Playful Practice: Beth Clark

Two colour imagess of a woodland floor covered in bluebells. The image on the left is of the whole forest, the image on the right is a close up of one bluebell.

The importance of the arts in our everyday lives has become even more apparent after our time spent in lockdowns. In this new series of blog posts Redeye hears from photographers who take pictures for the joy of it, in particular looking at how photography can improve our wellbeing and be beneficial for our mental health. If you would like to submit your work to this series please get in touch at


Beth Clark is a 20 year old student at the University of Salford studying BA (Hons) Photography. She is interested in mainly film photography and natural landscapes, but also in digital photography and documentary and portraiture aspects within that. 


Could you tell me about your background within photography?

My love for photography started on family walks, where my Dad would always be stopping and snapping the landscape around us. Eventually I got to picking my GCSE’s and Photography was one of the options my school provided. Since then, I have gone from asking to have a go on my Dad’s camera on walks, to being in my final year at the University of Salford studying Photography. Studying the medium at University has introduced me to a variety of ways to utilise a lens, ranging from digital to analogue and experimental methods in the darkroom. Our first ever module on the course taught me about film photography and how to operate in a darkroom, and since then my work has become mainly film-based or film-inspired. I especially love film photography because the process is so intimate and you are really taking control of the image forming process, giving the work this rich and meaningful quality. In this way you’re transcending who you are onto the scene in front of you, and it's this transcendence of expression that keeps me coming back to the medium. 

Do you find that photography has any impact on your wellbeing?

Photography is really a form of escapism for me. Developing and enlarging photographs in the darkroom is satisfying, but also the journey in taking photographs: slowing down, getting the composition right and focusing on the finer details in front of you, all really takes me to that meditative space. That space where I can just escape, be present and not feel stressed or distracted by the world outside the camera frame. I found this true especially in the first lockdown, when the sun was almost constantly shining, and I would find myself in nature, in my garden or the local woods in Sheffield, and just being drawn to appreciating and enjoying these moments of shimmering life we can sometimes overlook. This led to a body of work called Locked Down, which was all taken over the first lockdown in the UK. Some of the images are show on this page. The short description on my website is a reference to an email I sent to my Grandad. Using my photography was a way to communicate and stay in touch with him because of restrictions. I think this shows how photography is also a way to keep in touch with people and goes further than just benefitting the photographer's mental health, but the people it reaches too.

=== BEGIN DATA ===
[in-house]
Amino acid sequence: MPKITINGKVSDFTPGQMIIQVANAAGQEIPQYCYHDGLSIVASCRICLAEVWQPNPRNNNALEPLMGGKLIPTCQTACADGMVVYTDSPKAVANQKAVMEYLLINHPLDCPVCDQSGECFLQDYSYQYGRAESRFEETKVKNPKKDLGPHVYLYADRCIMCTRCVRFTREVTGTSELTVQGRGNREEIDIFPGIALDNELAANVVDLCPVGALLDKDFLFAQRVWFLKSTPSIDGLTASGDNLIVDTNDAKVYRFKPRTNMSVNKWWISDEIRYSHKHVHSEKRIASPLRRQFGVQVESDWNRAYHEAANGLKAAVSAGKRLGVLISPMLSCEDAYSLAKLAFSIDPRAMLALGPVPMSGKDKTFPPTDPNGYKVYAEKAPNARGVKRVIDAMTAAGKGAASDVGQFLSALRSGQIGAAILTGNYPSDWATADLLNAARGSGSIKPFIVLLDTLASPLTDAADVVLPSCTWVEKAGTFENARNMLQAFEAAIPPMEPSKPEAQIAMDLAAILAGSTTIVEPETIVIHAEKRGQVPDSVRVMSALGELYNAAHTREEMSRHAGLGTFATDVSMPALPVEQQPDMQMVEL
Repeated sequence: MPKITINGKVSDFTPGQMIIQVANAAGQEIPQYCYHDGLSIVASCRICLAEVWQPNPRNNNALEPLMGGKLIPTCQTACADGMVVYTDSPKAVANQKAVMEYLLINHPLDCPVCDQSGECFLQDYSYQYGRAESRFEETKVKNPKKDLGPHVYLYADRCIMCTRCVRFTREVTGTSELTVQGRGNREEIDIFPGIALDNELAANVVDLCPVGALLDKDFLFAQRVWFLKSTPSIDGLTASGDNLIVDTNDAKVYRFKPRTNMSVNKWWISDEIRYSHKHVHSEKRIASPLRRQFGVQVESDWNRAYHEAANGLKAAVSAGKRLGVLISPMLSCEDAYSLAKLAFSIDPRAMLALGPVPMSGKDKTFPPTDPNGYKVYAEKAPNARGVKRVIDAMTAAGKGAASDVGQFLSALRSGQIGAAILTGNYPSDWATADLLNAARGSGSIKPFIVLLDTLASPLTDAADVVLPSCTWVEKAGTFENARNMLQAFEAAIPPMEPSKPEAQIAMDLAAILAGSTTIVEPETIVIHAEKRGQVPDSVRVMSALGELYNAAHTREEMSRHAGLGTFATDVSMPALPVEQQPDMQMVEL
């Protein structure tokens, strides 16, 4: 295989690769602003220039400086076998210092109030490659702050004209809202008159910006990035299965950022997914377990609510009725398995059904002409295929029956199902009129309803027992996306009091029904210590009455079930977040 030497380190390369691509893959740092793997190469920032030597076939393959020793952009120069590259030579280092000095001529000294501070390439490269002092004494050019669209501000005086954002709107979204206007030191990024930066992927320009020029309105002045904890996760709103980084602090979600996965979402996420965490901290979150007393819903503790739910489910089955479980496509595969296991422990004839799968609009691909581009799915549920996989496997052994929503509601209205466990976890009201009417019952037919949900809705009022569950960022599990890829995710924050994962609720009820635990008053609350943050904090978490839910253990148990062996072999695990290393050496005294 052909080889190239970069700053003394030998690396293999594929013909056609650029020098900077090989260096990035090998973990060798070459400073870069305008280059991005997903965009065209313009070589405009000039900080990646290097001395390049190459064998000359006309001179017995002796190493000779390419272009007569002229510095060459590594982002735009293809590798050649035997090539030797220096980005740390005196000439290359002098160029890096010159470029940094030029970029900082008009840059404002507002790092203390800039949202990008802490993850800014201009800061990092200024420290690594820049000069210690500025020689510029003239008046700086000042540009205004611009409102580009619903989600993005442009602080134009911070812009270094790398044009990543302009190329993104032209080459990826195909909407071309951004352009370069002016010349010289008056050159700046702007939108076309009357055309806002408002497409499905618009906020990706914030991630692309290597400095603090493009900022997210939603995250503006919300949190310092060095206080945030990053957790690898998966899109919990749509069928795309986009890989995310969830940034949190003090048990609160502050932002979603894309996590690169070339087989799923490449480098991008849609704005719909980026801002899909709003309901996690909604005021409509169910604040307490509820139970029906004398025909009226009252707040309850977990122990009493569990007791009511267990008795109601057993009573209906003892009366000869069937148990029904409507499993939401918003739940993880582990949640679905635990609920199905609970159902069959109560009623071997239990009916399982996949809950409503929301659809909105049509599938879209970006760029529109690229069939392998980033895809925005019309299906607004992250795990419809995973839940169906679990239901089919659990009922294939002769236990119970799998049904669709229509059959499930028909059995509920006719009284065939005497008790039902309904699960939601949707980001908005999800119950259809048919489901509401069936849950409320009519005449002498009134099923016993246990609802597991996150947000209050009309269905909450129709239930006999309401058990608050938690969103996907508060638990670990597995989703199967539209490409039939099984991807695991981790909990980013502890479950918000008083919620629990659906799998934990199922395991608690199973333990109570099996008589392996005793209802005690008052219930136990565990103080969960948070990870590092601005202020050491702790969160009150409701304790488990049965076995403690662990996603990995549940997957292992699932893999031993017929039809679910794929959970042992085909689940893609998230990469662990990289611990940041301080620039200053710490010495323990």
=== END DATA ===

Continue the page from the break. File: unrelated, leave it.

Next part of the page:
As the pandemics gone on, my degree has really pushed me to keep being creative, and to keep exploring the spaces around me in greater detail. My creative friends I have met on the course also inspire me with their work; we really work together as a team coming up with fresh ideas. I also take inspiration from other forms of art I consume, such as from films or books I come across. Delving into older photobooks, like magazines from the 1970s, has introduced me to a lot of classic and experimental ways to use a camera, and how photography is limitless as well as timeless! It’s a nice break from the Instagram feed, although I get a lot of inspiration from there too. A couple of my favourite accounts are @f1rstoftheroll and @restorefrombackup.

How do you balance your time between being creative and making a living?

As I’m currently a student, I currently make a living working part time at a theatre bar. This means I normally balance my time by being creative in the day and working hard in the evening. But it’s really all about carrying the same energy through everything I do, and by doing that staying congruent and keeping the flow of creativity going.

What are your future plans for your photography?

In the future I plan to get my photography out from the 2D world and into the physical, hopefully in exhibitions and by setting up a shop on my website where people can buy prints. I also want to do more freelance work. I did a photoshoot for an upcoming artist, Izzy, earlier in 2021, and really enjoyed working with digital and portraiture photography. It also made me realise working alongside people and capturing their essence to make them heard and seen in the world is something I definitely have a passion for, and therefore is something I see myself doing in the future.


See more from Beth:


Instagram: @bethgotphotos

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